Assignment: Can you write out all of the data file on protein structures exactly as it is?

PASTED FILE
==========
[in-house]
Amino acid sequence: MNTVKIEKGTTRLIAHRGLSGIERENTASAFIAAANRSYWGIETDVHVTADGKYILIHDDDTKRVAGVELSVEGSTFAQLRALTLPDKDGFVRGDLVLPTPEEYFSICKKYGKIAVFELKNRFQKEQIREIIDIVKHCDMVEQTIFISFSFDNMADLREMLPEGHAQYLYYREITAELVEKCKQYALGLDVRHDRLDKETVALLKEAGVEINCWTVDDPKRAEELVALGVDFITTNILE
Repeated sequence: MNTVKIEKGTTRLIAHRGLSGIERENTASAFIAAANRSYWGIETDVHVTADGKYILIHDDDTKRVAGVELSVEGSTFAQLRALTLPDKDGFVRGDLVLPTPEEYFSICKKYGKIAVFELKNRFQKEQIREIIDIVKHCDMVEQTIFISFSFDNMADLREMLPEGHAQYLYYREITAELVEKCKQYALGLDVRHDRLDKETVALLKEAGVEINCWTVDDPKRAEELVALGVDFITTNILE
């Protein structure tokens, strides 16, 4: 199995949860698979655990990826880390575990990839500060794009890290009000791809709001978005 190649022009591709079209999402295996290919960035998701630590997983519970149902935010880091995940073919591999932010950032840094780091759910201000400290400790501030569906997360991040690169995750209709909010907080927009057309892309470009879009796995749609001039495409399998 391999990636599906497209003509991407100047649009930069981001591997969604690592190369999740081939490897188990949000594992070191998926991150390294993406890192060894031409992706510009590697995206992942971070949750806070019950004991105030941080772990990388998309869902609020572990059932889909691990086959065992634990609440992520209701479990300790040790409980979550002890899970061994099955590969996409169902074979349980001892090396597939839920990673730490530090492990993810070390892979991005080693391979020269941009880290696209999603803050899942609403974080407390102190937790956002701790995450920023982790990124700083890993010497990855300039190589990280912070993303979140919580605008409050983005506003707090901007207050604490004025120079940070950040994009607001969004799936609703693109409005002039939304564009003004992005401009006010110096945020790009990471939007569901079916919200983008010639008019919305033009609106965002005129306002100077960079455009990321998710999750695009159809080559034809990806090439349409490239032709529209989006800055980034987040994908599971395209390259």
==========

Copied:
[in-house]
Amino acid sequence: MNTVKIEKGTTRLIAHRGLSGIERENTASAFIAAANRSYWGIETDVHVTADGKYILIHDDDTKRVAGVELSVEGSTFAQLRALTLPDKDGFVRGDLVLPTPEEYFSICKKYGKIAVFELKNRFQKEQIREIIDIVKHCDMVEQTIFISFSFDNMADLREMLPEGHAQYLYYREITAELVEKCKQYALGLDVRHDRLDKETVALLKEAGVEINCWTVDDPKRAEELVALGVDFITTNILE
Repeated sequence: MNTVKIEKGTTRLIAHRGLSGIERENTASAFIAAANRSYWGIETDVHVTADGKYILIHDDDTKRVAGVELSVEGSTFAQLRALTLPDKDGFVRGDLVLPTPEEYFSICKKYGKIAVFELKNRFQKEQIREIIDIVKHCDMVEQTIFISFSFDNMADLREMLPEGHAQYLYYREITAELVEKCKQYALGLDVRHDRLDKETVALLKEAGVEINCWTVDDPKRAEELVALGVDFITTNILE
């Protein structure tokens, strides 16, 4: 199995949860698979655990990826880390575990990839500060794009890290009000791809709001978005 190649022009591709079209999402295996290919960035998701630590997983519970149902935010880091995940073919591999932010950032840094780091759910201000400290400790501030569906997360991040690169995750209709909010907080927009057309892309470009879009796995749609001039495409399998 391999990636599906497209003509991407100047649009930069981001591997969604690592190369999740081939490897188990949000594992070191998926991150390294993406890192060894031409992706510009590697995206992942971070949750806070019950004991105030941080772990990388998309869902609020572990059932889909691990086959065992634990609440992520209701479990300790040790409980979550002890899970061994099955590969996409169902074979349980001892090396597939839920990673730490530090492990993810070390892979991005080693391979020269941009880290696209999603803050899942609403974080407390102190937790956002701790995450920023982790990124700083890993010497990855300039190589990280912070993303979140919580605008409050983005506003707090901007207050604490004025120079940070950040994009607001969004799936609703693109409005002039939304564009003004992005401009006010110096945020790009990471939007569901079916919200983008010639008019919305033009609106965002005129306002100077960079455009990321998710999750695009159809080559034809990806090439349409490239032709529209989006800055980034987040994908599971395209390259």